Punjabi: flying crows

MonsieurGonzalito

Senior Member
Castellano de Argentina
Is "to fly a crow, to fly crows" an idiom in Punjabi?
I imagine, releasing that bird and trusting its instincts to find one's bearings because, apparently, crows are good at detecting landmasses in the sea, cities in the jungle, etc.

Could it mean being utterly disoriented, making (futile) attempts at getting oriented?

The expression appears in the song "UmraaN laghghiiaaN". It is a poem about a lover that feels forsaken by her beloved, with Sufi undertones.
Apparently, it became a very famous Ghazal, and Coke Studio Pakistan released a more modern version recently.
Below is the first verse for context, with my translation attempt (which tries to be more literal than the Coke Studio captions).

Har vele taaNghaaN yaar diiaaN ......................... At every moment, longing for (my) beloved,
maiN taaN baiṭhii kaaga uḍaaraaN ...................... I therefore sit, "flying crows".
aap vaan̄jhaaN ki maiN kaasad bhejaaN ............... To go myself or to send a messenger?
merā thiiṇ gaiōN haal biimaaraaN ........................ My steadiness is gone, my state sickening

ਹਰ ਵੇਲੇ ਤਾਂਘਾਂ ਯਾਰ ਦੀਆਂ
ਮੈਂ ਤਾਂ ਬੈਠੀ ਕਾਗ ਉਡਾਰਾਂ
ਆਪ ਵਾਂਝਾਂ ਕਿ ਮੈਂ ਕਾਸਦ ਭੇਜਾਂ
ਮੇਰਾ ਥੀਣ ਗਇਓਂ ਹਾਲ ਬੀਮਾਰਾਂ

ہر ولے تانگهاں یار دیاں
میں تاں ببیٹھی کاگ اڑآراں
آپ ونجھاں کہ میں قاصد بھیجاں
میرا تھیں گائیوں حال بیماراں​

Thanks in advance for any help
 
  • MonsieurGonzalito

    Senior Member
    Castellano de Argentina
    A Punjabi speaker just told me that when a crow sits in your house, traditionally it predicts that a guest will arrive.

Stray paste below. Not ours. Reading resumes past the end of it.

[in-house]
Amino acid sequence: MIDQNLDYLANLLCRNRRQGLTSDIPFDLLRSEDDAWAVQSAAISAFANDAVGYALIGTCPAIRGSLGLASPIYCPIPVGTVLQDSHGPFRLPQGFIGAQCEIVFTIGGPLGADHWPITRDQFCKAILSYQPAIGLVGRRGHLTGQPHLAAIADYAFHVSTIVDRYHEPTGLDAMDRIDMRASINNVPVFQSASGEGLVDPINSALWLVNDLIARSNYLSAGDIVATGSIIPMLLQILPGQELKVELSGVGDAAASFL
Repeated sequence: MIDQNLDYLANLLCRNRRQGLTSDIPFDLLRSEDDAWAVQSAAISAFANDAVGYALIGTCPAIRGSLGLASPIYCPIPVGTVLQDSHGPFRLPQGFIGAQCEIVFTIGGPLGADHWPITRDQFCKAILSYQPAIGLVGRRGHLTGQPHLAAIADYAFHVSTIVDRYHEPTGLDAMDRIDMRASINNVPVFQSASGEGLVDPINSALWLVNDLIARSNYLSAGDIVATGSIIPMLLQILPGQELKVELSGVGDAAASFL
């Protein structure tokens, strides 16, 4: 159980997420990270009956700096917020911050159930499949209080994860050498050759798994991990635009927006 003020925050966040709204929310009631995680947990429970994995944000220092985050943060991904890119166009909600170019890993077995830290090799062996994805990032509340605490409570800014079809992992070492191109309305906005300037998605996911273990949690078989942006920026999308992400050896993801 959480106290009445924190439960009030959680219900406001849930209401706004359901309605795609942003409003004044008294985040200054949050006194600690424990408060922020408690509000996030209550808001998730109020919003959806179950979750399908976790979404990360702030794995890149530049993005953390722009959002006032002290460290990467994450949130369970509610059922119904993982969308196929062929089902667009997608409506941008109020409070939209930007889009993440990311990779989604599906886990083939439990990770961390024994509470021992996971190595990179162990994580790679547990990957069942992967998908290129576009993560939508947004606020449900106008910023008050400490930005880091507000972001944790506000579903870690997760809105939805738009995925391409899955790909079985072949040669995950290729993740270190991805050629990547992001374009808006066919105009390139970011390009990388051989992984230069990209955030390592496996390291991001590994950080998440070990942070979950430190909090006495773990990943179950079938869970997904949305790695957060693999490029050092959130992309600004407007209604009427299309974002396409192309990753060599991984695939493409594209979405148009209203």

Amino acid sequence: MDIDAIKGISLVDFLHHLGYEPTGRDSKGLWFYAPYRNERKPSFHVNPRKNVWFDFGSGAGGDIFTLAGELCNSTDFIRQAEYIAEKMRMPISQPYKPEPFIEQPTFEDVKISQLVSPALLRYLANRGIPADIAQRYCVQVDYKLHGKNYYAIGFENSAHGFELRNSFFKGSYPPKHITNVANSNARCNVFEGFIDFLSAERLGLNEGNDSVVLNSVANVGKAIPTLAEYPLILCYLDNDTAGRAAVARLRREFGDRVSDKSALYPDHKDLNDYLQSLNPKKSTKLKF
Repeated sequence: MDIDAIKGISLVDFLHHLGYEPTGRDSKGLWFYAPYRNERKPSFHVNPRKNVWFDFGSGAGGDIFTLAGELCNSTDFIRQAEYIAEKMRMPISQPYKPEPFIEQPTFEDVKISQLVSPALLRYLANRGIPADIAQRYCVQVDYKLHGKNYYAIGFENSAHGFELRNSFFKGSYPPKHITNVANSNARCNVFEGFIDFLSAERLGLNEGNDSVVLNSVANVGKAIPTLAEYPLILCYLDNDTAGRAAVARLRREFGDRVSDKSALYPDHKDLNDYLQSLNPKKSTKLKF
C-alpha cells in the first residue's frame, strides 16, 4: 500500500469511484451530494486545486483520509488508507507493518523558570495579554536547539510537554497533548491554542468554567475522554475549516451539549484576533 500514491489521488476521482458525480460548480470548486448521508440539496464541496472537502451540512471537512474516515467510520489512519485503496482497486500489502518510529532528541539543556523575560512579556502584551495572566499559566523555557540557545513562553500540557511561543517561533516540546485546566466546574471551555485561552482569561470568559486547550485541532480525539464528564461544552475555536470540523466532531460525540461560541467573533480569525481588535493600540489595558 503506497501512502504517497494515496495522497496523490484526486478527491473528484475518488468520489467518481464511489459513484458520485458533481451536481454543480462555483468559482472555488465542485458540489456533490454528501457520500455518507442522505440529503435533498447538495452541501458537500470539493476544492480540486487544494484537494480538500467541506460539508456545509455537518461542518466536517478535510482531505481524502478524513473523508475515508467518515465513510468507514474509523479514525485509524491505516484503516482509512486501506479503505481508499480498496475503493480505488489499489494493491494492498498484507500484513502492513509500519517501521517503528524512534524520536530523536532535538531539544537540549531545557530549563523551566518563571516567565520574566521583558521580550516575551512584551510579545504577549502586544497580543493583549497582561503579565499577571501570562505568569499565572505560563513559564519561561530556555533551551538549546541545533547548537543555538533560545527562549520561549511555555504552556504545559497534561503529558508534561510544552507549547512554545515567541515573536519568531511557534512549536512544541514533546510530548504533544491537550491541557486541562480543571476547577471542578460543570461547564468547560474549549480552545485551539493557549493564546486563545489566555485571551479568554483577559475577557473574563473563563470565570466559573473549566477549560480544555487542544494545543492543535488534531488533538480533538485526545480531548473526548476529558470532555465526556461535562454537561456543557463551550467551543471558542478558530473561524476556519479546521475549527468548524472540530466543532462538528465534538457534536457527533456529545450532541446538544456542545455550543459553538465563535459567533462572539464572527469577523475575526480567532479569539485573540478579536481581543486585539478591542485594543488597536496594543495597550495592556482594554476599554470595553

So maybe the song is reflecting her frustration, having to hush away crows, but the expected visit never happening.

    Another speaker tells me that "flying crows" has the general meaning of "having nothing to do, being idle", myths apart.
     

    MonsieurGonzalito

    Senior Member
    Castellano de Argentina
    More information:

    • Almost everyone I spoke with, is aware of the folk meaning of a crow announcing a guest, so I think it is safe to assume that is what the poet had in mind (poetically indicating her annoyance because the guest, her lover, doesn't come).

    • اڈاراں / ਉਡਾਰਾਂ / uḍaaraaN is 1st person subjunctive, equivalent to اڑاؤں / उड़ाऊँ / uṛaaūN in Hindustani. I don't know enough Punjabi to tell if it is the standard way to build the 1st person subjunctive of ਉਡਾਉਣਾ / اُڈاؤنا / uḍāuṇā, but I suspect it is not.
     

    Alfaaz

    Senior Member
    English
    Here is an Urdu translation based on limited knowledge of Punjabi:

    ہر ویلے تانگهاں/تانگاں یار دیاں
    میں تاں بیٹھی کاگ اڈاراں
    آپ ونجاں کہ میں قاصد بھیجاں
    میرا تھیں گئیوں حال بیماراں

    ہر (ویلے/وقت/لمحہ) (تانگیں/طلب) یار کی
    میں تو بیٹھی کاگ اڑاؤں/اڑاتی رہتی ہوں/اڑانے کو
    آپ جاؤں کہ میں قاصد بھیجوں
    میرا ہو گیا حال مانندِ بیماراں

    عمراں لنگھیاں (پبّاں/پبھاں) پا/پار/بھار
    ہالے نہ وسّ وے کاہلیا/کالیا

    اعمار/عمریں گذریں پنجوں کے بل
    ابھی نہ برسو رے جلدباز/سیاہ

    Note: As can be seen by researching this piece online, there are various spellings used for some words and even multiple interpretations (کاہلیا vs. کالیا, etc.). Forum members with more knowledge of the Punjabi language could provide further details.
     
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    marrish

    Senior Member
    اُردو Urdu
    I think the word is not
    تھیں ਥੀਣ
    میرا تھیں گئیوں
    but تھئی گیو or تھئی گیّو however I haven't yet listened to the song.
    اعمار
    This form hardly suits a folk song, doesn't it? میرا حال تو بیماروں کا سا ہو گیا
    اڈاراں / ਉਡਾਰਾਂ / uḍaaraaN is 1st person subjunctive, equivalent to اڑاؤں / उड़ाऊँ / uṛaaūN in ...